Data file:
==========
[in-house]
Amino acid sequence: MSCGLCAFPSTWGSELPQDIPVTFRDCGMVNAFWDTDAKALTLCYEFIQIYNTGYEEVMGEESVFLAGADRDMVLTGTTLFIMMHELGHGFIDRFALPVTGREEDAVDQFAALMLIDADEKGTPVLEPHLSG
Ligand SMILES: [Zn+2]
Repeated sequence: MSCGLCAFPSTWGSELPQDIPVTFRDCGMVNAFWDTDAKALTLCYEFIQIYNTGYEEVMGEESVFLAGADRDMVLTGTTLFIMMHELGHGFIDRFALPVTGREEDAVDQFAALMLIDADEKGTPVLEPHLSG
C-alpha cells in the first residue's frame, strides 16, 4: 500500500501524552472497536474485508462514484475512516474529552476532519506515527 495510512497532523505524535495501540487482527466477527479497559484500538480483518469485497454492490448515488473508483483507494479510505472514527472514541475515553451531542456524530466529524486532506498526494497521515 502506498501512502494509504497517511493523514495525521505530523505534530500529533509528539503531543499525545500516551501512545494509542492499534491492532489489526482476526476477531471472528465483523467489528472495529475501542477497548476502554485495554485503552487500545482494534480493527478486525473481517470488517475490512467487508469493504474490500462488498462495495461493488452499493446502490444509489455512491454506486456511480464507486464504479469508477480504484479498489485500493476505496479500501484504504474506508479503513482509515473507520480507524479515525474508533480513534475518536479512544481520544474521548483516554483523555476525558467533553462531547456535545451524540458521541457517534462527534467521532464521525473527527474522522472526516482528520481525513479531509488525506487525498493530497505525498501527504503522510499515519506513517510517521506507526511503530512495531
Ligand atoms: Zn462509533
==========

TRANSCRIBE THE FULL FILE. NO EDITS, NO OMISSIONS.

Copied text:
[in-house]
Amino acid sequence: MSCGLCAFPSTWGSELPQDIPVTFRDCGMVNAFWDTDAKALTLCYEFIQIYNTGYEEVMGEESVFLAGADRDMVLTGTTLFIMMHELGHGFIDRFALPVTGREEDAVDQFAALMLIDADEKGTPVLEPHLSG
Ligand SMILES: [Zn+2]
Repeated sequence: MSCGLCAFPSTWGSELPQDIPVTFRDCGMVNAFWDTDAKALTLCYEFIQIYNTGYEEVMGEESVFLAGADRDMVLTGTTLFIMMHELGHGFIDRFALPVTGREEDAVDQFAALMLIDADEKGTPVLEPHLSG
C-alpha cells in the first residue's frame, strides 16, 4: 500500500501524552472497536474485508462514484475512516474529552476532519506515527 495510512497532523505524535495501540487482527466477527479497559484500538480483518469485497454492490448515488473508483483507494479510505472514527472514541475515553451531542456524530466529524486532506498526494497521515 502506498501512502494509504497517511493523514495525521505530523505534530500529533509528539503531543499525545500516551501512545494509542492499534491492532489489526482476526476477531471472528465483523467489528472495529475501542477497548476502554485495554485503552487500545482494534480493527478486525473481517470488517475490512467487508469493504474490500462488498462495495461493488452499493446502490444509489455512491454506486456511480464507486464504479469508477480504484479498489485500493476505496479500501484504504474506508479503513482509515473507520480507524479515525474508533480513534475518536479512544481520544474521548483516554483523555476525558467533553462531547456535545451524540458521541457517534462527534467521532464521525473527527474522522472526516482528520481525513479531509488525506487525498493530497505525498501527504503522510499515519506513517510517521506507526511503530512495531
Ligand atoms: Zn462509533